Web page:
Earlier today, I posted a link to a TechCrunch story by Robin Wauters about how Pennsylvania Attorney General Tom Corbett, now the Republican candidate for Governor, had a grand jury subpoena Twitter to appear before the grand jury to “testify and give evidence regarding alleged violations of the laws of Pennsylvania.” As part of the subpoena, Twitter is to provide “any and all information” pertaining to two Twitter accounts, @bfbarbie and @CasaBlancaPA. Both of those accounts, and their companion blog, CasablancaPA, have been the source of frequent criticism of Corbett.
Not surprisingly, the blogosphere is lighting up over this subpoena, with most commenters speculating that Corbett is abusing his office and power to uncover the names of people who have anonymously criticized him. For his part, Corbett has not made any statement about the nature of the investigation or what Pennsylvania laws might have been violated. As WTAE reports:
During a Wednesday afternoon campaign rally at the Allegheny County Airport in West Mifflin, Corbett told Channel 4 Action News, “I can’t comment on that right now. That’s something that it’s a grand jury matter.”But Corbett did say the legal action is not about targeting people on Twitter who say things that he doesn’t like. Instead, he said this is related to an investigation.
Corbett was also quoted as saying:
“I don’t care about Twitter. If people — they twitter all the time. You know, I read it once. In fact, I only read — my only use of Twitter was to watch what you guys were saying during the (Bonusgate) trial. That’s how I kept on top of it day by day.”
So why, then, does Corbett want to know the identities of the two Twitter account holders? What did they tweet in 140 characters that is relevant to the grand jury? And if it was their blog entries that contain information relevant to an investigation, why not subpoena the account information on the blog? Is Corbett gambling that Twitter won’t put up as much of a fight as Google would?
And did Corbett inform the grand jury that he was asking them to subpoena the information on two people who had been highly critical of him?
Civil liberties groups are already watching this case. WTAE reported that:
Vic Walczak, of the ACLU’s Pittsburgh office, told Channel 4 Action News that the organization expects to get involved in this case.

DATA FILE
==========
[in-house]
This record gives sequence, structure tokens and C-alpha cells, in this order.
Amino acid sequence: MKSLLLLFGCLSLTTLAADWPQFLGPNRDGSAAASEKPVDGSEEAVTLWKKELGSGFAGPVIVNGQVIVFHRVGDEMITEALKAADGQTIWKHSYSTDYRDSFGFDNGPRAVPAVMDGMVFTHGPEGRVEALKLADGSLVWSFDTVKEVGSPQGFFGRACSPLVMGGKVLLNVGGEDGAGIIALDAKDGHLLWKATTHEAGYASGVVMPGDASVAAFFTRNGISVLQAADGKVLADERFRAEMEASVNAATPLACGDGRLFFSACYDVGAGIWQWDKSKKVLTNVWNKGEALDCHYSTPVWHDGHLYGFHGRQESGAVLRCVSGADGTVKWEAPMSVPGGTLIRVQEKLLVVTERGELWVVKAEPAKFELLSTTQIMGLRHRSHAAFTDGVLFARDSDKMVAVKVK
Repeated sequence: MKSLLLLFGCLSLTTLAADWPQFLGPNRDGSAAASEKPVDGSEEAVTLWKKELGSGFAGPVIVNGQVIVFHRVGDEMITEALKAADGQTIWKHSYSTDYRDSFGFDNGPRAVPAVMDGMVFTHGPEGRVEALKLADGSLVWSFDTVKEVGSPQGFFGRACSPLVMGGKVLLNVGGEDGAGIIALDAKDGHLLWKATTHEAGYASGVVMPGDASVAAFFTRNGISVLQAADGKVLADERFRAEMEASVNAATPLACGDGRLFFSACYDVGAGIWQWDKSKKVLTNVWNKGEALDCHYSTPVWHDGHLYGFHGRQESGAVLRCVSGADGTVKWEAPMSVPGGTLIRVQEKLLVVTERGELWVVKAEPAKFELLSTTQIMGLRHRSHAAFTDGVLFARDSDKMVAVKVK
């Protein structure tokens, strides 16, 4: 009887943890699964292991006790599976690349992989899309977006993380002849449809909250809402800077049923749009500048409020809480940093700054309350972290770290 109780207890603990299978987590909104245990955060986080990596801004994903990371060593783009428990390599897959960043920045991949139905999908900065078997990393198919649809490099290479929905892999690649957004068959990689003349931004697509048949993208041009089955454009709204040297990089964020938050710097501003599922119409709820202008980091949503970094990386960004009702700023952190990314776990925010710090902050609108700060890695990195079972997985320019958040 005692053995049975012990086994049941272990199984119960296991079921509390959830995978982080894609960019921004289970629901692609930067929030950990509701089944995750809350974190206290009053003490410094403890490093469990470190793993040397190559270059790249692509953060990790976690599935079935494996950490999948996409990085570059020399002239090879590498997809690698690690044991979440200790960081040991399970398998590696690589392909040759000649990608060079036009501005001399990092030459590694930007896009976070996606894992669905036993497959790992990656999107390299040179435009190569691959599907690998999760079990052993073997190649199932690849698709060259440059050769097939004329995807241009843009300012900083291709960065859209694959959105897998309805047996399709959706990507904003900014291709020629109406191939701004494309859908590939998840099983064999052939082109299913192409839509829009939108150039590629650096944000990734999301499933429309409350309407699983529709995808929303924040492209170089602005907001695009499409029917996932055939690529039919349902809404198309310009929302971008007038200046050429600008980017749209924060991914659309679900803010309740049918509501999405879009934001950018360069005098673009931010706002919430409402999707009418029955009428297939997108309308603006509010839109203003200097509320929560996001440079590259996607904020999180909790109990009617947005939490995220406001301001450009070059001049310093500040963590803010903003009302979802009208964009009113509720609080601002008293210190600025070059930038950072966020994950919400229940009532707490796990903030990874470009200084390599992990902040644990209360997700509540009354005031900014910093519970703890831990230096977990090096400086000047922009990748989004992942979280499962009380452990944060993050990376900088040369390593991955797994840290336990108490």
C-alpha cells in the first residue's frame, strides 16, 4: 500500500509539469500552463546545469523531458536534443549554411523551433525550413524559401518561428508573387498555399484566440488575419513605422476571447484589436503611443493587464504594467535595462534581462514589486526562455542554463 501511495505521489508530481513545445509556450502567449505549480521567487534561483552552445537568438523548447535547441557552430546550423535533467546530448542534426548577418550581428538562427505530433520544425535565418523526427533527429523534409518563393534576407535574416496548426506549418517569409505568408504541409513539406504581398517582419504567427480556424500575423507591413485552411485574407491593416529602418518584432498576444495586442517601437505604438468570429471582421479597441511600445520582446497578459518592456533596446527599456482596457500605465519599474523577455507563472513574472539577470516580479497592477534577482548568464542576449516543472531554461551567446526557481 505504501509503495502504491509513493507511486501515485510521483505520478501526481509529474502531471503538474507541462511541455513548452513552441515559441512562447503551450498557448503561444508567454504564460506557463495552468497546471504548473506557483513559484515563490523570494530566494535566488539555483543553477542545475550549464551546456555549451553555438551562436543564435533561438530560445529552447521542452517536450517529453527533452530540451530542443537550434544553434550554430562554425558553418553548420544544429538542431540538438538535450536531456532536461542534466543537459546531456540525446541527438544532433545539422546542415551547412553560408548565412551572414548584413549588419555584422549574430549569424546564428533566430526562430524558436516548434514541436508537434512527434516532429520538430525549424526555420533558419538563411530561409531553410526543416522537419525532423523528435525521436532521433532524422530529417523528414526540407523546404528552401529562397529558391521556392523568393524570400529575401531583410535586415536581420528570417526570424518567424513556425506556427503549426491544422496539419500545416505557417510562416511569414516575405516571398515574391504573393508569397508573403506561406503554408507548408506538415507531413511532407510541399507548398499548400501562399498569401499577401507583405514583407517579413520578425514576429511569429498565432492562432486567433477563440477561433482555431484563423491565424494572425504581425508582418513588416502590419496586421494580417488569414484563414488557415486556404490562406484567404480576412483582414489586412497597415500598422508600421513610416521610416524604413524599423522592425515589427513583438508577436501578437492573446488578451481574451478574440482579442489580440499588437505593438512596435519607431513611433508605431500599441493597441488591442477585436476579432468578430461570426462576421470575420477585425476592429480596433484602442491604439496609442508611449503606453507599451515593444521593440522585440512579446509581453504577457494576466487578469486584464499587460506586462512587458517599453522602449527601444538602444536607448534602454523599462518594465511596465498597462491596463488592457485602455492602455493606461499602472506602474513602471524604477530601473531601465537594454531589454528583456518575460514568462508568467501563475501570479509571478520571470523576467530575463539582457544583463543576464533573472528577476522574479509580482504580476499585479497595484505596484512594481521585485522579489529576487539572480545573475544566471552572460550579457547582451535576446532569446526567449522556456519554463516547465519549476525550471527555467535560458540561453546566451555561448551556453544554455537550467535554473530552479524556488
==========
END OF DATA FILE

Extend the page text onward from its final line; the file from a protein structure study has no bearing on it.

“Attorney General Corbett’s subpoena to Twitter for identity information about people who have been criticizing him raises grave concerns about abuse of the grand jury process to retaliate against political critics and opponents, a most serious First Amendment violation,” Walczak said. “People in this country have a right to criticize government officials and to do so anonymously, as did Thomas Payne and the authors of the Federalist Papers.”
Matt Zimmerman of the Electronic Frontier Foundation also has concerns based on what’s been publicly revealed. In a statement to PogoWasRight.org, Zimmerman noted that EFF has had frequent concerns about attempts to unmask anonymous Does because of critical speech, but
the concerns are heightened even more in this context, when you have the chief law enforcement officer of the state going after people who said mean things about him. It doesn’t look very good.
Zimmerman notes that things may not be what they seem, however, and that “we may all be wrong.”
Has there been an abuse of power or abuse of process? Without more facts, it is impossible to know. What is clear to this blogger, however, is that at the very least, Corbett has a serious public perception problem over the use of his police power in this case.
For its part, Twitter has apparently notified the account holders so that they can fight the subpoena, and the bloggers note that they are trying to arrange for legal representation.